Tally of storm damage begins
Totals determine if area will get aid
In the wake of last week’s severe coastal storm that drove hundreds from their homes and robbed thousands of power, state and South Shore officials are putting their heads together this week to see whether the region qualifies for federal disaster relief.
In Massachusetts, infrastructure damage caused by the storm must total at least $8.25 million to be eligible for federal assistance, according to a population-based formula. But despite the severity of the Dec. 26 nor’easter, which dropped more than 14 inches of snow on some communities, caused shoreline flooding from Quincy to Plymouth, and damaged hundreds of houses in Scituate alone, federal assistance is far from certain.
Infrastructure damage must also reach population-based figures on the county level for communities to qualify for federal disaster relief — $1.5 million for Plymouth County and $2.1 million for Norfolk County. And while residents and local officials can point to plenty of storm-brought pain, not all damage qualifies.
The nor’easter caused flooding and power losses up and down the coast, but Scituate, where 400 houses were damaged (including two lost to fire), suffered most. Storm-driven waves also damaged homes in Marshfield, carrying rocks through the windows of some shoreline houses. Flooding also affected Hull and Quincy, where the Fire Department evacuated 30 people from the coastal neighborhoods of Merrymount and Post Island, others left home on their own, and nearly 1,000 households lost power. All together, more than 8,000 homes and businesses lost power to the storm on the South Shore.
While Scituate residents look for government help to rebuild damaged homes and officials throughout the region point to damaged seawalls and beaches, state emergency officials and local leaders planned to meet soon to see what damage estimates add up to and determine whether they look high enough to qualify the state for federal disaster relief. Following consultations, the Massachusetts Emergency Management Agency, or MEMA, will send inspectors to look at specific sites and put preliminary dollar values on damage.
“We’re still in the early stages of getting numbers,’’ said Peter Judge, MEMA’s spokesman, after federal officials postponed a meeting originally scheduled for earlier this week.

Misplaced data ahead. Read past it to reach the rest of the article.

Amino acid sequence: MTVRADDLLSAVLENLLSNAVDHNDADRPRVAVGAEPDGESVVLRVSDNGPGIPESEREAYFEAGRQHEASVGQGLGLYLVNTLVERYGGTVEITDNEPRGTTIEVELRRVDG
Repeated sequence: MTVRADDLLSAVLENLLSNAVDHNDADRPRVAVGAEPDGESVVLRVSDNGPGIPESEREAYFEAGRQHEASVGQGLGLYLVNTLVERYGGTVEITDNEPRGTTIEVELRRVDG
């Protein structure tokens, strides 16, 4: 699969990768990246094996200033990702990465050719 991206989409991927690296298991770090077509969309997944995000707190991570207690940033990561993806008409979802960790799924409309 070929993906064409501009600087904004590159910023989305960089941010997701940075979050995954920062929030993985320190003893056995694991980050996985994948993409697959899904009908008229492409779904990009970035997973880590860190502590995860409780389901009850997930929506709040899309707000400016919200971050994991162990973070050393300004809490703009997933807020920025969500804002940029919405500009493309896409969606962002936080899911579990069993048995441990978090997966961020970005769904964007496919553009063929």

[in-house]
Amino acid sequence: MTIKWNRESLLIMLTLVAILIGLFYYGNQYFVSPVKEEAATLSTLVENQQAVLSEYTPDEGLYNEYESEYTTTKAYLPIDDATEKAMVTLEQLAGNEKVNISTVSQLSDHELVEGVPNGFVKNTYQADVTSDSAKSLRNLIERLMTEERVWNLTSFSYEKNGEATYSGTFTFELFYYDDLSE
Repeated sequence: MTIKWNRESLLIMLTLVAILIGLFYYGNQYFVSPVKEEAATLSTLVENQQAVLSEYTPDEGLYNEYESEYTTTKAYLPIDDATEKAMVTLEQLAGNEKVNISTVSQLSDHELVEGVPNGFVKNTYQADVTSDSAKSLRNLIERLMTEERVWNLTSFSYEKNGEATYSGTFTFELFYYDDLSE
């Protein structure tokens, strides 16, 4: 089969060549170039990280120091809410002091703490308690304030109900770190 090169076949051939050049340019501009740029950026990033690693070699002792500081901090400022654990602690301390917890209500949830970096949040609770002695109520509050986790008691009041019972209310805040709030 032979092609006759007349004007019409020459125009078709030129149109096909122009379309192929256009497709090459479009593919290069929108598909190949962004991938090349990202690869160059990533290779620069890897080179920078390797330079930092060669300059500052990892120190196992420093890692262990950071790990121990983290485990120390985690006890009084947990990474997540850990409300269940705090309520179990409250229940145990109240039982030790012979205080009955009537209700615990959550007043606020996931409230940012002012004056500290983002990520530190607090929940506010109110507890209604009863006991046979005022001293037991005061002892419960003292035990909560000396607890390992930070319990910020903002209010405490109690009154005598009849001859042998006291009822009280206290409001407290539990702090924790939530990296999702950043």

But while federal disaster aid for “infrastructure repair’’ goes to roads, bridges, and culverts, a prominent component of the South Shore’s coastal infrastructure has not been considered eligible by policy makers at the Federal Emergency Management Agency.
“Seawalls are outside the normal scope of disaster relief,’’ Judge said. “They’re historical damage’’ — from cumulative pounding rather than a single storm.
That interpretation of disaster relief does not sit well with area legislators such as state Representative James Cantwell, a Marshfield Democrat who represents both Scituate and Marshfield.
“We need to change a federal policy,’’ said Cantwell, who contends that US disaster law states that relief should be provided for infrastructure repairs needed to prevent flooding and property damage. “Seawalls do all these things, but are not reimbursed.’’
Cantwell sought to make that point last Thursday when US Senator Scott Brown and staff from Senator John Kerry’s office toured sites in Scituate where storm surge punched a 60-foot hole in a protective seawall. Marshfield’s seawalls also suffered breaches, as did seawalls in Quincy and at Plymouth’s Long Beach, where a longstanding wall protecting the beach parking lot was undermined.
Federal disaster aid policies have failed to meet South Shore needs in the past, said Quincy City Councilor Margaret LaForest, who represents the ward where residents were evacuated.
“What relief is there for Quincy?’’ LaForest asked. “The coastal infrastructure, the tide gates, the seawalls, are really in need of relief. The expense is too much for the city to bear.’’
While houses don’t fall into the sea in Quincy, the cumulative effects of coastal storms deserve attention as well, said LaForest. “Quincy never gets hit so hard it gets federal funding,’’ she said. “We’ve Band-Aided and Band-Aided. I’d love to see funding on coastal infrastructure, long-term solutions.’’
In Plymouth, where front-end loaders were working last week to restore the parking area at Plymouth Beach and dig debris from the swollen mouth of the Eel River, Town Manager Mark Stankiewicz called the storm “the worst pounding people have seen in a long time.’’
While local snow removal budgets also took a big hit from the storm, snow removal costs do not count toward determining eligibility for disaster aid, Judge said. Snow removal costs can be eligible for federal reimbursement only for historic levels of snow accumulation.
As for damage to homes, property owners can apply for federal disaster assistance if they live within an area covered by a disaster declaration. They must also file an insurance claim if they have insurance. If those two conditions are met, the Federal Emergency Management Agency states you may be eligible for aid if “you are not able to live in your home now, you cannot get to your home due to the disaster, or your home requires repairs because of damage from the disaster.’’
A state disaster declaration will depend on the results of consultations and damage inspections getting underway this week, Judge said. If it looks like “hundreds of homes’’ suffered serious damage — more than area flooding — federal assistance is more likely, he said.
Robert Knox can be reached at firstname.lastname@example.org.